President Obama's 2015 State of the Union address urged Congress to pass legislation to address cyber threats: “If we don’t act, we’ll leave our nation and our economy vulnerable.”
After years of proposed, but ultimately unsuccessful, legislation, the “year of the data breach” and executive pressure have pushed Congress closer to passing federal cybersecurity legislation. Though focused on the balance between information sharing and privacy in order to address national security — a goal that seems to primarily affect consumers, data holders, and the government — these bills have great implications for journalists and their sources.
This year’s predominant cybersecurity bills take three forms: the Senate’s Cybersecurity Information Sharing Act (CISA), the House Intelligence Committee’s Protecting Cyber Networks Act (PCNA), and the House Homeland Security Committee’s National Cybersecurity Protection Advancement Act (NCPAA). Each includes provisions that reduce transparency and accountability, while providing tools to prosecutors to investigate suspected leakers and those who print their stories.
Cybersecurity legislation and transparency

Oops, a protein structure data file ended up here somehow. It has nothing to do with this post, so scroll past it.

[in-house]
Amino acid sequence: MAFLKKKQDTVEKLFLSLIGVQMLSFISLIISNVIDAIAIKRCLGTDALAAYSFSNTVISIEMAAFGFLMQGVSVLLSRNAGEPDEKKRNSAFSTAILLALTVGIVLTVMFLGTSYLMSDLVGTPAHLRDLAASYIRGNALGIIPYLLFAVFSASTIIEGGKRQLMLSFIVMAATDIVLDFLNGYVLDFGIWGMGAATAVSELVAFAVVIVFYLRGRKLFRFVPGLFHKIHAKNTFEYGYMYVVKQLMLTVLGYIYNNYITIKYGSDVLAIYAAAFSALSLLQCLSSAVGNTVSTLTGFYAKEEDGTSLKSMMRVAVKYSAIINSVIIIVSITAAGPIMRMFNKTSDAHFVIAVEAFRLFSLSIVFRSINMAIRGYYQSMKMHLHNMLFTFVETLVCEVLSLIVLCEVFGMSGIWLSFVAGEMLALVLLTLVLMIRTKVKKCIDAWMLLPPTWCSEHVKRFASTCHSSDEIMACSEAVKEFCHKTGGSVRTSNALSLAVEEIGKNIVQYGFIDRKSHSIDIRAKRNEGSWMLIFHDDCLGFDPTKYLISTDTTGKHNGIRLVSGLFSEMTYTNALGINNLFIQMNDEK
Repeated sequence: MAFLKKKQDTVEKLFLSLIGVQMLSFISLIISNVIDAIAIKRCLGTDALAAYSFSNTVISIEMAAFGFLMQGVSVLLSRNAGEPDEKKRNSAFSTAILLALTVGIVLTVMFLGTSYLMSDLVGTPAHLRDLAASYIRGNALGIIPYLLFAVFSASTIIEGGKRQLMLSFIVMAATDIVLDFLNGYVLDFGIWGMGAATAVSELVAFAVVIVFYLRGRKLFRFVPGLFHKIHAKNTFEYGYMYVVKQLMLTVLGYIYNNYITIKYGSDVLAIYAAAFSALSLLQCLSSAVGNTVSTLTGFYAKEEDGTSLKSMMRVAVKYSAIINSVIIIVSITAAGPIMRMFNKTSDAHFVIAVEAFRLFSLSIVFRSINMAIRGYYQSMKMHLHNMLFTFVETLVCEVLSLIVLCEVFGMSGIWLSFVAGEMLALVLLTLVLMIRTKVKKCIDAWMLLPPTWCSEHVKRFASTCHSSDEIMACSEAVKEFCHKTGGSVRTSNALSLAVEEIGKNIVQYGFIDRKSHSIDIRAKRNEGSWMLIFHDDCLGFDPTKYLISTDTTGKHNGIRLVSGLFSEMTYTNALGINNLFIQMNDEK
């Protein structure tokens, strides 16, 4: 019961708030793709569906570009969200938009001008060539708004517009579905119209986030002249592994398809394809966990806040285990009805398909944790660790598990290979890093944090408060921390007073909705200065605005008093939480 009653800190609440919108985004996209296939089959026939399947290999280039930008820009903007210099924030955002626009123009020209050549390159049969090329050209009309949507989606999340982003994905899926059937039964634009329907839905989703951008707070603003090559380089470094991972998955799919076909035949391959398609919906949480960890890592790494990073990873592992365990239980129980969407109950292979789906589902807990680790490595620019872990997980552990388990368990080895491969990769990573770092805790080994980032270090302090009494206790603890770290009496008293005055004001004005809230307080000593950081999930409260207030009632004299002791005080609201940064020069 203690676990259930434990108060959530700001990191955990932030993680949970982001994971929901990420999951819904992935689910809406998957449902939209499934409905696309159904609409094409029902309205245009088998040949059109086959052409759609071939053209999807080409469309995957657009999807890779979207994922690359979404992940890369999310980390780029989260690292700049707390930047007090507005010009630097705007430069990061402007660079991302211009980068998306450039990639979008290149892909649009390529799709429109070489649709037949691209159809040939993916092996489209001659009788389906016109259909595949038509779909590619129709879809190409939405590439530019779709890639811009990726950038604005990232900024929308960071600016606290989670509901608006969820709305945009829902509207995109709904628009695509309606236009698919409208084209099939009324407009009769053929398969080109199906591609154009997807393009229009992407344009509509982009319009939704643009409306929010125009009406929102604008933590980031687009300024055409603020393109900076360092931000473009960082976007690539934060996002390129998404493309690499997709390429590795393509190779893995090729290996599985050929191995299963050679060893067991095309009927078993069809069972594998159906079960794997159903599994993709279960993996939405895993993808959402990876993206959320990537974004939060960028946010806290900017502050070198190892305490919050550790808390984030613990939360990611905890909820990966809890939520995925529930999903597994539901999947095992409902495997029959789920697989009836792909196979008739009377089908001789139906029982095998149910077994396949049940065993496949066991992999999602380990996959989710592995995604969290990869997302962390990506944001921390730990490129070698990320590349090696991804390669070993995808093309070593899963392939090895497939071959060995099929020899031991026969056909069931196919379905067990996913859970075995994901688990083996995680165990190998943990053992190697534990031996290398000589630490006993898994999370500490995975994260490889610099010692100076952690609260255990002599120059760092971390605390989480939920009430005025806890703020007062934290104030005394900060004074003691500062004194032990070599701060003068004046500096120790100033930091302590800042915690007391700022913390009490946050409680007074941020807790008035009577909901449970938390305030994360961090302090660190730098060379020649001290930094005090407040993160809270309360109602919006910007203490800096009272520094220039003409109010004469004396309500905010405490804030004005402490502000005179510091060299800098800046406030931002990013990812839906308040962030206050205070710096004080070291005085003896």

The proposed legislation creates exceptions to public access for information shared under the cybersecurity acts.
CISA calls for a new exemption from the Freedom of Information Act, adding a tenth exemption for “information shared with or provided to the Federal Government pursuant to the Cybersecurity Information Sharing Act of 2015.” This broad exemption would encompass all information covered by the Act, disregarding existing FOIA exemptions and setting a precedent to limit transparency in other security areas.
In a March letter to the Senate Select Committee on Intelligence, a group of 11 organizations, including OpenTheGovernment.org, the American Civil Liberties Union, the Society of Professional Journalists, and the Sunlight Foundation, called this “the most far-reaching substantive broadening of the [FOIA] Act’s exemptions — thus broadly weakening FOIA as a whole — since 1986.”
Since then, the Senate committee produced a report in mid-April wherein Senators Martin Heinrich, D-N.M., and Mazie Hirono, D-Hawaii, recommended the removal of this new, tenth exemption.
The Senators declared: “Government transparency is critical in order for citizens to hold their elected officials and bureaucrats accountable; however, the bill's inclusion of a new FOIA exemption is overbroad and unnecessary as the types of information shared with the government through this bill would already be exempt from unnecessary public release under current FOIA exemptions.” As they state, much of the information that would be shared by the government from the private sector would already be covered under the existing Exemption 4 as confidential commercial information.